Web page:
Originally Posted by Doug
when decopac sells the kit IT is restricted -- there is a card included that shows exactly how the cake must be done to be an approved design. don't follow it and they find out, they can sue.
FSD applies to the PAN, not the cake. Disney has and does restrict use of the product created with the pan (just like the flea spray I nuked the yard with yesterday clearly states for "home use only" and that commercial use is a punishable violation) Disney has clearly said for HOME use -- aka NONcommercial use -- only. Selling is commercial. Making for your own child is not.
avatar-- this falls under another area of copyright -- that if the creator does not pursue or allows use of it in a general manner for personal use without protesting, the user is in the clear -- but it has to be a NONcommercial use. This is the same thing that allows you to draw Mickey all you want for yourself and Disney can't say a thing. It's personal, private, NONcommercial. This is what allows you to make a Mickey Mouse Clubhouse Cake for YOUR own child -- it's personal, it's private, it's NONcommerical and Disney can NOT say a thing. This site is NONcommercial (even tho' littered with ads...ggrrrrrr) and the use of the avatar amounts to me wearing a t-shirt
in fact Disney, Davies, Watterson, et. al have an intrinsic interest in seeing us use the avatars -- it's free advertising.
(ever considered that? -- We PAY Disney, etc. to buy their clothes to wear so we can be their advertising!)
finally -- well, I've reached "that" point.
the point where my mom used to say to me:
"Fine, go play in the traffic. Just don't come crying to me when you get hurt."
I have to say your explanation on why you say you're free to use Calvin as your personal avatar is quite interesting.avatar-- this falls under another area of copyright -- that if the creator does not pursue or allows use of it in a general manner for personal use without protesting, the user is in the clear -- but it has to be a NONcommercial use.
I highly doubt Watterson would have an intrinsic interest in seeing anyone use his images as an avatar online. I also disagree he'd be happy to see the image and think 'hey, great, free advertising'. Watterson was against that type of thing. He did not want his characters being displayed anywhere but his comic strips. He was also against his images being made & sold as clothing, toys, or whatever else. There was a scant few items made with his images with those being special causes. Fighting over that very thing with Universal Syn amongst others, is why Watterson decided to pack the strip in.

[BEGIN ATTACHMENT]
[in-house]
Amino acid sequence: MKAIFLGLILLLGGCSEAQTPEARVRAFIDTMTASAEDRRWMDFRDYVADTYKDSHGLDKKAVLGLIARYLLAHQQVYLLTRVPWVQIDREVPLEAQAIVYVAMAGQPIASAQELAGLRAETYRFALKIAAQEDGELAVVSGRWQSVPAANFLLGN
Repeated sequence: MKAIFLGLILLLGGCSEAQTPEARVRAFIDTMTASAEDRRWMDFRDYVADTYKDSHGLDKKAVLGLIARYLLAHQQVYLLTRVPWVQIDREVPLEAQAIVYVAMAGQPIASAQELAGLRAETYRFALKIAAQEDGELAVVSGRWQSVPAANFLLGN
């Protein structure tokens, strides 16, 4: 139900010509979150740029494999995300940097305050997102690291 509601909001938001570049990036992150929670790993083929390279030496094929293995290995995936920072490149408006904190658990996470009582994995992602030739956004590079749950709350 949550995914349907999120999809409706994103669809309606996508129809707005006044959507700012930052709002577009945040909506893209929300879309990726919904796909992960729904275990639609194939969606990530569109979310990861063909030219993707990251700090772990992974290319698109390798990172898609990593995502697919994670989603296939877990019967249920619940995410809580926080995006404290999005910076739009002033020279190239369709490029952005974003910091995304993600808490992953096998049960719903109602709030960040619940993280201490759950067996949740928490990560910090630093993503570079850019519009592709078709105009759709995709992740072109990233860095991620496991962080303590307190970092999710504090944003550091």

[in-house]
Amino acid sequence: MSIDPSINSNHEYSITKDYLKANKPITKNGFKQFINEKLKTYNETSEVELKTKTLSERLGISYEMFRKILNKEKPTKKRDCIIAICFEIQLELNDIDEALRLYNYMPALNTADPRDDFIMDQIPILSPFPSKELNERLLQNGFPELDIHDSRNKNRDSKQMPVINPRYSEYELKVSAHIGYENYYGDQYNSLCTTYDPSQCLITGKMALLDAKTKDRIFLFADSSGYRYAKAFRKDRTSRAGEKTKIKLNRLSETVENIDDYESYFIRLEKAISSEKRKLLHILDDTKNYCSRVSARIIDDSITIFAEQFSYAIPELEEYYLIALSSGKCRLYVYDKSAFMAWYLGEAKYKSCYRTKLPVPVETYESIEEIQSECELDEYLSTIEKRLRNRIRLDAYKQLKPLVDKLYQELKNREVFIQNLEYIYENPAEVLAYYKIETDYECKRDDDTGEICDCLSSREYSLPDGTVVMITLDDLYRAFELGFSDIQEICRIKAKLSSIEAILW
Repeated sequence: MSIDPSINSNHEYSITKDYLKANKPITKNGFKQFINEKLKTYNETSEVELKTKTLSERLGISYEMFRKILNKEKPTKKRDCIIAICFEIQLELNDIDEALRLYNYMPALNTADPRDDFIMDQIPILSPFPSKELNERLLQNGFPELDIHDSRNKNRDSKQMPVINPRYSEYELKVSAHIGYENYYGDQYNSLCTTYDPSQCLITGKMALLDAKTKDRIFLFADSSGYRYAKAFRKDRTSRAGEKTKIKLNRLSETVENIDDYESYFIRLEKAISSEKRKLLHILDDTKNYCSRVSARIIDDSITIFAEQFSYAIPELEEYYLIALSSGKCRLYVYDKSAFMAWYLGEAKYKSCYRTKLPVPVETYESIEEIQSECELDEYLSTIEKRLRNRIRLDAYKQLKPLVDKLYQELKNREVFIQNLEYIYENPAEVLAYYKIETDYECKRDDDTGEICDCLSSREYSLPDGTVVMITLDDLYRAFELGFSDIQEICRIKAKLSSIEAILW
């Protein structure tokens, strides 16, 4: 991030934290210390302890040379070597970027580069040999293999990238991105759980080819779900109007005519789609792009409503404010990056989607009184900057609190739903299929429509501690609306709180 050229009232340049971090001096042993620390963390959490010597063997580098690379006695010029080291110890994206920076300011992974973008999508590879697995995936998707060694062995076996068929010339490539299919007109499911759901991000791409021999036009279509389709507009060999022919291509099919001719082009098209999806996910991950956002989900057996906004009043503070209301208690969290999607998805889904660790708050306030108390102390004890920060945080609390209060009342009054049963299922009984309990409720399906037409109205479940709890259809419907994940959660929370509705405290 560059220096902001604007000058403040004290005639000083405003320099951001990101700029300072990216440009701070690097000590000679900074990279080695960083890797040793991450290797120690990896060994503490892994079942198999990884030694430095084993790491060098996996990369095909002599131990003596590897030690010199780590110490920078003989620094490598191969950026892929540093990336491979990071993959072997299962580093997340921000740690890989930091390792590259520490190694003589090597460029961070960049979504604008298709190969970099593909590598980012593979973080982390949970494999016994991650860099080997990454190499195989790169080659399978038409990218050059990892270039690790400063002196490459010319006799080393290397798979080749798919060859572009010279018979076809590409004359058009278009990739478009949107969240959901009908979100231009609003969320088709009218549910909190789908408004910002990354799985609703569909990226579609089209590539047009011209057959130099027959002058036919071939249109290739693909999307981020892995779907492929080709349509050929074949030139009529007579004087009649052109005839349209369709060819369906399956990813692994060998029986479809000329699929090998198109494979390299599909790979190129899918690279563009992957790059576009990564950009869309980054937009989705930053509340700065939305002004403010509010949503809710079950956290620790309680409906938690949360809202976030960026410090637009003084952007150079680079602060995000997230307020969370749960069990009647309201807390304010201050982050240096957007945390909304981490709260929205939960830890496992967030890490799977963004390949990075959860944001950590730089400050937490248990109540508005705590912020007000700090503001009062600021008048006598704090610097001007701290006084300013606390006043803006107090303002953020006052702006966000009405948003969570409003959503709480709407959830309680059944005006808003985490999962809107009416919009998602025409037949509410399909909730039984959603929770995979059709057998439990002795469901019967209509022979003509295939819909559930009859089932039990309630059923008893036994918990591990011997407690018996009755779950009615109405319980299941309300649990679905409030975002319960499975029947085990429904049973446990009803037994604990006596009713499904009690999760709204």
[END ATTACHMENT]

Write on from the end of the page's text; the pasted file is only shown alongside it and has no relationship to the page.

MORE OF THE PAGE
A FAQ you might find interesting.
Can't I scan an image and put it online?
If you are not the original creator or copyright owner of the image, you cannot legally redistribute that image. Scanning an image and placing it online is redistribution and it is a breach of copyright.
This includes images found in magazines, books, newspapers, greeting cards, calendars, catalogs, CD covers, brochures, etc.
Major companies such as Disney, Hallmark, Warner Brothers, etc., have very strict regulations about the redistribution of their property.
You cannot legally scan and redistribute photographs, cartoons, illustrations, drawings, etc., if they are protected by copyright.
You cannot legally create a "fan site" using copyrighted photographs without the expressed permission of the photographer or copyright owner.
You cannot "freeze" an image from a television program, movie, or film for redistribution. The television program, movie, or film is protected by copyright as a complete entity and as individual frames.
It is prudent to assume that everything that is published has a restricted copyright. Check the source of the image you want to scan for its copyright restrictions
From the R I G H T S website..